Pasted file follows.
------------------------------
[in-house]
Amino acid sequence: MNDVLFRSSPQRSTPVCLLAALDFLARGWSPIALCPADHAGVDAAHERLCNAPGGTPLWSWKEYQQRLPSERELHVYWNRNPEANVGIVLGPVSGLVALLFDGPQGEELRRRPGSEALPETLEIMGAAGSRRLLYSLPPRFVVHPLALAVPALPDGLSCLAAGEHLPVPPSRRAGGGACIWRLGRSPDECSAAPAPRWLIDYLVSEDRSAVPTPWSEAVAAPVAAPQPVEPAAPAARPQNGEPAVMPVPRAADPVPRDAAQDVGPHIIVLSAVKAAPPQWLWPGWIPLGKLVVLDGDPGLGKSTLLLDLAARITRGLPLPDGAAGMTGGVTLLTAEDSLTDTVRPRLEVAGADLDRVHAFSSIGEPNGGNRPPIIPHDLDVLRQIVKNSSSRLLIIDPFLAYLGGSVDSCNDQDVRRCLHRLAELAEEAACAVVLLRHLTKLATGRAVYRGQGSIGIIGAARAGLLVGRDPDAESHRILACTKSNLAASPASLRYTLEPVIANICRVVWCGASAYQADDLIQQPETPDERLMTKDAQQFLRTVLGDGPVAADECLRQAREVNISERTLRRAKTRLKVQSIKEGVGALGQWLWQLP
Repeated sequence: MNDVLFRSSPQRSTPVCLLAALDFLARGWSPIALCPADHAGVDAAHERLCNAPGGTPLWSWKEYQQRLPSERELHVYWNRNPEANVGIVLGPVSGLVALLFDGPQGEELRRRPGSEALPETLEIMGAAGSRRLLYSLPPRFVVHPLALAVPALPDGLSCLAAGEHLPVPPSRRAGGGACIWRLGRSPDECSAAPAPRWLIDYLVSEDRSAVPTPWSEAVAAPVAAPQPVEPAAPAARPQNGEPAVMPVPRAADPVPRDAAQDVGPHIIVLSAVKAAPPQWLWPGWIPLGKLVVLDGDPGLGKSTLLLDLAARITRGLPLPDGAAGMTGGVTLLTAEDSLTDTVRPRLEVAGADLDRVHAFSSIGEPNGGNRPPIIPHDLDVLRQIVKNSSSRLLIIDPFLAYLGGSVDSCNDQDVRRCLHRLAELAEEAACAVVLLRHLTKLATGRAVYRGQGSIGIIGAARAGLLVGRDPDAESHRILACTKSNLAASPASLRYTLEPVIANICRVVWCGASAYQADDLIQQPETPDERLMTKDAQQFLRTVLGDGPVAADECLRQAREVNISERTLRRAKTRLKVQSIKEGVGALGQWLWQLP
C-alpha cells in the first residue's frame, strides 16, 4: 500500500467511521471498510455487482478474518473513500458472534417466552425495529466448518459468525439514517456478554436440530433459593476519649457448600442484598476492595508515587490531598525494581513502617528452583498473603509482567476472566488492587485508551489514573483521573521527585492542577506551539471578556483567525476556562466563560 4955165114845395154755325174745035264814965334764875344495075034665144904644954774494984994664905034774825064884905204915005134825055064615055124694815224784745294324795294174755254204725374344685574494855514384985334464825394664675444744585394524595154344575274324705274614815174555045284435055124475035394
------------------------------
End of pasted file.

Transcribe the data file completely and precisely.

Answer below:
[in-house]
Amino acid sequence: MNDVLFRSSPQRSTPVCLLAALDFLARGWSPIALCPADHAGVDAAHERLCNAPGGTPLWSWKEYQQRLPSERELHVYWNRNPEANVGIVLGPVSGLVALLFDGPQGEELRRRPGSEALPETLEIMGAAGSRRLLYSLPPRFVVHPLALAVPALPDGLSCLAAGEHLPVPPSRRAGGGACIWRLGRSPDECSAAPAPRWLIDYLVSEDRSAVPTPWSEAVAAPVAAPQPVEPAAPAARPQNGEPAVMPVPRAADPVPRDAAQDVGPHIIVLSAVKAAPPQWLWPGWIPLGKLVVLDGDPGLGKSTLLLDLAARITRGLPLPDGAAGMTGGVTLLTAEDSLTDTVRPRLEVAGADLDRVHAFSSIGEPNGGNRPPIIPHDLDVLRQIVKNSSSRLLIIDPFLAYLGGSVDSCNDQDVRRCLHRLAELAEEAACAVVLLRHLTKLATGRAVYRGQGSIGIIGAARAGLLVGRDPDAESHRILACTKSNLAASPASLRYTLEPVIANICRVVWCGASAYQADDLIQQPETPDERLMTKDAQQFLRTVLGDGPVAADECLRQAREVNISERTLRRAKTRLKVQSIKEGVGALGQWLWQLP
Repeated sequence: MNDVLFRSSPQRSTPVCLLAALDFLARGWSPIALCPADHAGVDAAHERLCNAPGGTPLWSWKEYQQRLPSERELHVYWNRNPEANVGIVLGPVSGLVALLFDGPQGEELRRRPGSEALPETLEIMGAAGSRRLLYSLPPRFVVHPLALAVPALPDGLSCLAAGEHLPVPPSRRAGGGACIWRLGRSPDECSAAPAPRWLIDYLVSEDRSAVPTPWSEAVAAPVAAPQPVEPAAPAARPQNGEPAVMPVPRAADPVPRDAAQDVGPHIIVLSAVKAAPPQWLWPGWIPLGKLVVLDGDPGLGKSTLLLDLAARITRGLPLPDGAAGMTGGVTLLTAEDSLTDTVRPRLEVAGADLDRVHAFSSIGEPNGGNRPPIIPHDLDVLRQIVKNSSSRLLIIDPFLAYLGGSVDSCNDQDVRRCLHRLAELAEEAACAVVLLRHLTKLATGRAVYRGQGSIGIIGAARAGLLVGRDPDAESHRILACTKSNLAASPASLRYTLEPVIANICRVVWCGASAYQADDLIQQPETPDERLMTKDAQQFLRTVLGDGPVAADECLRQAREVNISERTLRRAKTRLKVQSIKEGVGALGQWLWQLP
C-alpha cells in the first residue's frame, strides 16, 4: 500500500467511521471498510455487482478474518473513500458472534417466552425495529466448518459468525439514517456478554436440530433459593476519649457448600442484598476492595508515587490531598525494581513502617528452583498473603509482567476472566488492587485508551489514573483521573521527585492542577506551539471578556483567525476556562466563560 4955165114845395154755325174745035264814965334764875344495075034665144904644954774494984994664905034774825064884905204915005134825055064615055124694815224784745294324795294174755254204725374344685574494855514384985334464825394664675444744585394524595154344575274324705274614815174555045284435055124475035394